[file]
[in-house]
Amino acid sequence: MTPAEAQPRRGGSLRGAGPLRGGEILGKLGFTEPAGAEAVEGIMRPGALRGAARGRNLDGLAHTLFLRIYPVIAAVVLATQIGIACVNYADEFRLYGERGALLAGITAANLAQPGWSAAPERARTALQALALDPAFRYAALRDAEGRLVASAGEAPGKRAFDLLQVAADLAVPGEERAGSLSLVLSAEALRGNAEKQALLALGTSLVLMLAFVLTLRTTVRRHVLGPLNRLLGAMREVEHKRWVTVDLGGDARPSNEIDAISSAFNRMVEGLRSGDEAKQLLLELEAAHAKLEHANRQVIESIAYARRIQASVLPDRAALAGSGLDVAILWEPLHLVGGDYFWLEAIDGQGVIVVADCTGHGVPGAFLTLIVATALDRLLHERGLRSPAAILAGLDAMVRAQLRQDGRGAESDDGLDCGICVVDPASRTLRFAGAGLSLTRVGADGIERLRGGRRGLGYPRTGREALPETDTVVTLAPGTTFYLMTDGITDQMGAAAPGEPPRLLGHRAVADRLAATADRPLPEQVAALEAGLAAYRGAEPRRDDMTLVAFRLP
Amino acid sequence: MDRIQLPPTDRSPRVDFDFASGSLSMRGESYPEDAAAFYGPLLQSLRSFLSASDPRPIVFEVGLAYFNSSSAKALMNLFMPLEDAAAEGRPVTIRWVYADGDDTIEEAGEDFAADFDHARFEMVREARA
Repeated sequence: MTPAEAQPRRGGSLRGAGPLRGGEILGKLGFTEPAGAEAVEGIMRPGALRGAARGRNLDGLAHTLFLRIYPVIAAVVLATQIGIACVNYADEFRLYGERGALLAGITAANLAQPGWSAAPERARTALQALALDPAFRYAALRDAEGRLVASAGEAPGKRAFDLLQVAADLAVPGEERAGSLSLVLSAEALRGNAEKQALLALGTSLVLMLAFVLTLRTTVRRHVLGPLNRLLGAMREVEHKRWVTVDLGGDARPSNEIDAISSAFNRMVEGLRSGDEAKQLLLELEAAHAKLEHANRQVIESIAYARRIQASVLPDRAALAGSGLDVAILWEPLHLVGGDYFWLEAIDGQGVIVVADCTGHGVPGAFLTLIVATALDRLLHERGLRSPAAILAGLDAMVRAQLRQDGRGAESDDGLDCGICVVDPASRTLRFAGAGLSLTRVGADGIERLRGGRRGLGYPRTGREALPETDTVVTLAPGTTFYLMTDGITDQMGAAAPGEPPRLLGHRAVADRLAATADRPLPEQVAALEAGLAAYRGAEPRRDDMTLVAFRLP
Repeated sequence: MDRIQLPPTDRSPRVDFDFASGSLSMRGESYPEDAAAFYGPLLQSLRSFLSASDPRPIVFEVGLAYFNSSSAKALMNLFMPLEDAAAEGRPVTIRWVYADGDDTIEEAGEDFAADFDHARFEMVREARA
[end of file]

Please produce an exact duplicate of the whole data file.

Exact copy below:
[in-house]
Amino acid sequence: MTPAEAQPRRGGSLRGAGPLRGGEILGKLGFTEPAGAEAVEGIMRPGALRGAARGRNLDGLAHTLFLRIYPVIAAVVLATQIGIACVNYADEFRLYGERGALLAGITAANLAQPGWSAAPERARTALQALALDPAFRYAALRDAEGRLVASAGEAPGKRAFDLLQVAADLAVPGEERAGSLSLVLSAEALRGNAEKQALLALGTSLVLMLAFVLTLRTTVRRHVLGPLNRLLGAMREVEHKRWVTVDLGGDARPSNEIDAISSAFNRMVEGLRSGDEAKQLLLELEAAHAKLEHANRQVIESIAYARRIQASVLPDRAALAGSGLDVAILWEPLHLVGGDYFWLEAIDGQGVIVVADCTGHGVPGAFLTLIVATALDRLLHERGLRSPAAILAGLDAMVRAQLRQDGRGAESDDGLDCGICVVDPASRTLRFAGAGLSLTRVGADGIERLRGGRRGLGYPRTGREALPETDTVVTLAPGTTFYLMTDGITDQMGAAAPGEPPRLLGHRAVADRLAATADRPLPEQVAALEAGLAAYRGAEPRRDDMTLVAFRLP
Amino acid sequence: MDRIQLPPTDRSPRVDFDFASGSLSMRGESYPEDAAAFYGPLLQSLRSFLSASDPRPIVFEVGLAYFNSSSAKALMNLFMPLEDAAAEGRPVTIRWVYADGDDTIEEAGEDFAADFDHARFEMVREARA
Repeated sequence: MTPAEAQPRRGGSLRGAGPLRGGEILGKLGFTEPAGAEAVEGIMRPGALRGAARGRNLDGLAHTLFLRIYPVIAAVVLATQIGIACVNYADEFRLYGERGALLAGITAANLAQPGWSAAPERARTALQALALDPAFRYAALRDAEGRLVASAGEAPGKRAFDLLQVAADLAVPGEERAGSLSLVLSAEALRGNAEKQALLALGTSLVLMLAFVLTLRTTVRRHVLGPLNRLLGAMREVEHKRWVTVDLGGDARPSNEIDAISSAFNRMVEGLRSGDEAKQLLLELEAAHAKLEHANRQVIESIAYARRIQASVLPDRAALAGSGLDVAILWEPLHLVGGDYFWLEAIDGQGVIVVADCTGHGVPGAFLTLIVATALDRLLHERGLRSPAAILAGLDAMVRAQLRQDGRGAESDDGLDCGICVVDPASRTLRFAGAGLSLTRVGADGIERLRGGRRGLGYPRTGREALPETDTVVTLAPGTTFYLMTDGITDQMGAAAPGEPPRLLGHRAVADRLAATADRPLPEQVAALEAGLAAYRGAEPRRDDMTLVAFRLP
Repeated sequence: MDRIQLPPTDRSPRVDFDFASGSLSMRGESYPEDAAAFYGPLLQSLRSFLSASDPRPIVFEVGLAYFNSSSAKALMNLFMPLEDAAAEGRPVTIRWVYADGDDTIEEAGEDFAADFDHARFEMVREARA